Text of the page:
Abstract and Keywords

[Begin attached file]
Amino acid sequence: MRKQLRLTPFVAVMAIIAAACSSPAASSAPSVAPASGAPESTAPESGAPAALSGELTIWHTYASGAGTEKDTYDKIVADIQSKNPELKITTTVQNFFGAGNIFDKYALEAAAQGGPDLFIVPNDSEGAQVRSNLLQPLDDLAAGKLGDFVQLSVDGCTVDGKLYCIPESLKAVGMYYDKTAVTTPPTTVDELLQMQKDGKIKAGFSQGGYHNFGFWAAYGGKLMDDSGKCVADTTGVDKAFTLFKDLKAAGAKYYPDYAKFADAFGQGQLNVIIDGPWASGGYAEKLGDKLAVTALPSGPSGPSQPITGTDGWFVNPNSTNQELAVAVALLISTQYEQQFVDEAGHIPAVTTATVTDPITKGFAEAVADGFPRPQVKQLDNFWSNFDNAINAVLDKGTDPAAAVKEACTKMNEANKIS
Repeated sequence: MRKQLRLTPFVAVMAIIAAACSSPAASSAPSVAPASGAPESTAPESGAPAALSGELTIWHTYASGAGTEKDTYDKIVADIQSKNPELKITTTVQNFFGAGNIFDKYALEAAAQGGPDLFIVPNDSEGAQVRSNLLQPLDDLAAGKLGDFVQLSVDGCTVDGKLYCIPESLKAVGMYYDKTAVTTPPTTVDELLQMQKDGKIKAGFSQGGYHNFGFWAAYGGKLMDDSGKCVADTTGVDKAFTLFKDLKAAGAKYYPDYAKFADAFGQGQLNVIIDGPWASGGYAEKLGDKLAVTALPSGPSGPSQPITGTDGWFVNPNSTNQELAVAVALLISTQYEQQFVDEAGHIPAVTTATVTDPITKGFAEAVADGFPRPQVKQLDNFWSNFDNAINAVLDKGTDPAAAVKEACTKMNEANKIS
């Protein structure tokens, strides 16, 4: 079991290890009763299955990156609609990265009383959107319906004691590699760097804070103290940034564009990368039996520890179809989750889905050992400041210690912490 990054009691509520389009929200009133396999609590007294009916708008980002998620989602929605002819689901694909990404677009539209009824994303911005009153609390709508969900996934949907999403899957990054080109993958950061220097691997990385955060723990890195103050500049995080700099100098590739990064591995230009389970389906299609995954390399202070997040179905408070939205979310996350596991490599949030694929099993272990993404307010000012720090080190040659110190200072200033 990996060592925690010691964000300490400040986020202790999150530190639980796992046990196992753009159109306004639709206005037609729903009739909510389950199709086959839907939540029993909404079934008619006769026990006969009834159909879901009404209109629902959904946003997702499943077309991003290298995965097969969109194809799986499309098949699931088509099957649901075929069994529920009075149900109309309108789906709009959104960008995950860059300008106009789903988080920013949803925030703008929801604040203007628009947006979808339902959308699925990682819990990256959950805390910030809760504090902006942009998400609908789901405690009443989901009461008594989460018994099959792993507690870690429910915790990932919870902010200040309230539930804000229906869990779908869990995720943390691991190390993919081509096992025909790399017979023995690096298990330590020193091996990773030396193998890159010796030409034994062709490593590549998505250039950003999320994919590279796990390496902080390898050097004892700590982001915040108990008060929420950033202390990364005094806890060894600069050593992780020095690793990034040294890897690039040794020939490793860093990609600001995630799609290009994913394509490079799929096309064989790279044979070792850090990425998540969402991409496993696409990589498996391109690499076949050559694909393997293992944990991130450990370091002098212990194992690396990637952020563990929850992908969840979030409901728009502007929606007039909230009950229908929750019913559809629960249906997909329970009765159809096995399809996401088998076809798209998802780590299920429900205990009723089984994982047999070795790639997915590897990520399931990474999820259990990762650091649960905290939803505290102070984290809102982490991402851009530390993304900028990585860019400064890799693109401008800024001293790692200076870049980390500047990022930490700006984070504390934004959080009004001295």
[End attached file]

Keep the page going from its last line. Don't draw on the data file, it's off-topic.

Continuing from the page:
Important in Greek religion for over a century, ‘sacrifice’ became a central, decisive concept: animal sacrifices followed by a meal, holocausts, and hepatoscopy, plus accompanying festivals, on the one hand, and accompanying aparchai and libations, on the other. This chapter gives a critique of this broad sense of ‘sacrifice’ and recommends a narrow sense, in which animal sacrifice followed by a meal is not predominant or essential, and in which two features attributed to animal sacrifice—guilt for the slaughter of animals and solidarity among worshippers—are rejected or qualified. Besides being a social occasion, sacrifice was a performance with moral and aesthetic elements, a ceremony with a divine judge and spectator. With its Christian overtones, the term ‘sacrifice’ is ill-suited for this practice, which included various offerings but not a master ritual to be interpreted according to particular anthropological or sociological ideas.
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